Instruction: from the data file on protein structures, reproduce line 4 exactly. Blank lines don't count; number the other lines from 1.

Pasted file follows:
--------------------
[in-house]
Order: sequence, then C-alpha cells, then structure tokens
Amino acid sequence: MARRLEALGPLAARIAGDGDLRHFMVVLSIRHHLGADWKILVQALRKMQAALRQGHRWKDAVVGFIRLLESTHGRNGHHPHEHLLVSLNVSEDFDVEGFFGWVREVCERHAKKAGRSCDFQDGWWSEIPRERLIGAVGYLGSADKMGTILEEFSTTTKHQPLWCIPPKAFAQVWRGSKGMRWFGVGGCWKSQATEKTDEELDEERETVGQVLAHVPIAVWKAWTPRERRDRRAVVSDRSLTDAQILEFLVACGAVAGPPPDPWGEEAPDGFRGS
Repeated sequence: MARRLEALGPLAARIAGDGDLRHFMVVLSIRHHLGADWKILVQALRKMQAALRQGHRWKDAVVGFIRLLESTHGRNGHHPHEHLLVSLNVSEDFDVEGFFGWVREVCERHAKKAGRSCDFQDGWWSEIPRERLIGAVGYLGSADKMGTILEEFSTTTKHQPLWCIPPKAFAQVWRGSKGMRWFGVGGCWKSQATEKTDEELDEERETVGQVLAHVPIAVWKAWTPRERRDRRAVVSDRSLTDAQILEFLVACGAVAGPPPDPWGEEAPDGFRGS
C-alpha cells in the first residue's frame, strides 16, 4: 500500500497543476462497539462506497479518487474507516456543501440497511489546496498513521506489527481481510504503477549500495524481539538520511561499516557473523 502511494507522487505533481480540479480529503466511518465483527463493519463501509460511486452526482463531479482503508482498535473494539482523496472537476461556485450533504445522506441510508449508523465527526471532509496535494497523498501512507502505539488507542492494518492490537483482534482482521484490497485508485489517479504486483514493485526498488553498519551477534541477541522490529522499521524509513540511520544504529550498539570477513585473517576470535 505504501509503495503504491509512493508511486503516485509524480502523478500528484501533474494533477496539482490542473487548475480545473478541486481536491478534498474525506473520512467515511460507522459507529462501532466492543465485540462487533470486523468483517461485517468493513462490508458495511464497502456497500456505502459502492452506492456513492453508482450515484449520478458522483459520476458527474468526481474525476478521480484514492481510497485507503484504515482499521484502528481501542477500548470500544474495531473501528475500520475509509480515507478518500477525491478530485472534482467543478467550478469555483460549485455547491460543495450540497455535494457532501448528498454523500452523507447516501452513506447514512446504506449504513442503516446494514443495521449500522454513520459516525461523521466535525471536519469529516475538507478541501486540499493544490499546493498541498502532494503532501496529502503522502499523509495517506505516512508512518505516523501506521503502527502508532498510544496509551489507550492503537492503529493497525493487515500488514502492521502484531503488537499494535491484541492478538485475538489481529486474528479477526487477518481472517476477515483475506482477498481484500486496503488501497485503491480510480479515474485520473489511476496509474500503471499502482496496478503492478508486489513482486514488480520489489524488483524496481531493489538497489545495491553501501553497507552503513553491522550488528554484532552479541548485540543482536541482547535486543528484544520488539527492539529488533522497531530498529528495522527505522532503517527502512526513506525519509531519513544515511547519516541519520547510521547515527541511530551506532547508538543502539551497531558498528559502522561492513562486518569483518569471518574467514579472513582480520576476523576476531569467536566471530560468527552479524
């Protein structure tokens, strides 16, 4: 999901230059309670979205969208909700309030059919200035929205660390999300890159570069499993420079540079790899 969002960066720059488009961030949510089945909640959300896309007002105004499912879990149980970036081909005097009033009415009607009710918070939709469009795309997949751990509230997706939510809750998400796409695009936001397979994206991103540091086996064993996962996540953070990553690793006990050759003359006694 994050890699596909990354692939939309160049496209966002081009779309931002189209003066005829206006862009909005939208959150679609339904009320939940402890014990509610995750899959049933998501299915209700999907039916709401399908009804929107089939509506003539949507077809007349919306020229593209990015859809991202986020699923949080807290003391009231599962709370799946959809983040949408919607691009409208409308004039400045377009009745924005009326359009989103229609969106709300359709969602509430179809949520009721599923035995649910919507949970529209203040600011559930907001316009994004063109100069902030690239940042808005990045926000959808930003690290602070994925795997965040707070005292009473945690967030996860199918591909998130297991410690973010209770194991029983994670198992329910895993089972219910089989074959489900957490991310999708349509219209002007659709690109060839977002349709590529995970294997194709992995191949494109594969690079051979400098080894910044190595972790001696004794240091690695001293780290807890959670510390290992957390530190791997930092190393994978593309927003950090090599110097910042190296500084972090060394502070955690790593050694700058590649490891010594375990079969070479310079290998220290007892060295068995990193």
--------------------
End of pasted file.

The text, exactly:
Repeated sequence: MARRLEALGPLAARIAGDGDLRHFMVVLSIRHHLGADWKILVQALRKMQAALRQGHRWKDAVVGFIRLLESTHGRNGHHPHEHLLVSLNVSEDFDVEGFFGWVREVCERHAKKAGRSCDFQDGWWSEIPRERLIGAVGYLGSADKMGTILEEFSTTTKHQPLWCIPPKAFAQVWRGSKGMRWFGVGGCWKSQATEKTDEELDEERETVGQVLAHVPIAVWKAWTPRERRDRRAVVSDRSLTDAQILEFLVACGAVAGPPPDPWGEEAPDGFRGS